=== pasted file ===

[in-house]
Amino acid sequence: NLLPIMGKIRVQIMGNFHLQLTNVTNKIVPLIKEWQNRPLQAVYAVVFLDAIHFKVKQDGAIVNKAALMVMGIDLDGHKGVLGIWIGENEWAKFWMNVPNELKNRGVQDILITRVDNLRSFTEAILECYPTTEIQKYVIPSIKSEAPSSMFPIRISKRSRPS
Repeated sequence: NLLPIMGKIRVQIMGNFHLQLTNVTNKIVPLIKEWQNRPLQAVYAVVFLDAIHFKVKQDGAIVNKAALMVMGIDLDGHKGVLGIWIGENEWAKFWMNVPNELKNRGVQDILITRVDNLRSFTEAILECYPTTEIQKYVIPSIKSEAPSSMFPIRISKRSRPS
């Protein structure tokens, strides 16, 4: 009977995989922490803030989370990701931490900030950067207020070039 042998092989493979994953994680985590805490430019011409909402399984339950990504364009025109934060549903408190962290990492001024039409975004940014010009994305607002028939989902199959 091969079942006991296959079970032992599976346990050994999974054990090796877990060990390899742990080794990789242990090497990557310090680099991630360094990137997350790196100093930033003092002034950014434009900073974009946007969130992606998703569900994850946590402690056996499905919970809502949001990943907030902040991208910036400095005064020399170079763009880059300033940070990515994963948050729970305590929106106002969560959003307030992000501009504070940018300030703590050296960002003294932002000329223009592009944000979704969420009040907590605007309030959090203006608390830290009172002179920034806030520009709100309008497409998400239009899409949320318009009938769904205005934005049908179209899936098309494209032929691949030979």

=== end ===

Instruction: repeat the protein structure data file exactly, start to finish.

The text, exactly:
[in-house]
Amino acid sequence: NLLPIMGKIRVQIMGNFHLQLTNVTNKIVPLIKEWQNRPLQAVYAVVFLDAIHFKVKQDGAIVNKAALMVMGIDLDGHKGVLGIWIGENEWAKFWMNVPNELKNRGVQDILITRVDNLRSFTEAILECYPTTEIQKYVIPSIKSEAPSSMFPIRISKRSRPS
Repeated sequence: NLLPIMGKIRVQIMGNFHLQLTNVTNKIVPLIKEWQNRPLQAVYAVVFLDAIHFKVKQDGAIVNKAALMVMGIDLDGHKGVLGIWIGENEWAKFWMNVPNELKNRGVQDILITRVDNLRSFTEAILECYPTTEIQKYVIPSIKSEAPSSMFPIRISKRSRPS
């Protein structure tokens, strides 16, 4: 009977995989922490803030989370990701931490900030950067207020070039 042998092989493979994953994680985590805490430019011409909402399984339950990504364009025109934060549903408190962290990492001024039409975004940014010009994305607002028939989902199959 091969079942006991296959079970032992599976346990050994999974054990090796877990060990390899742990080794990789242990090497990557310090680099991630360094990137997350790196100093930033003092002034950014434009900073974009946007969130992606998703569900994850946590402690056996499905919970809502949001990943907030902040991208910036400095005064020399170079763009880059300033940070990515994963948050729970305590929106106002969560959003307030992000501009504070940018300030703590050296960002003294932002000329223009592009944000979704969420009040907590605007309030959090203006608390830290009172002179920034806030520009709100309008497409998400239009899409949320318009009938769904205005934005049908179209899936098309494209032929691949030979």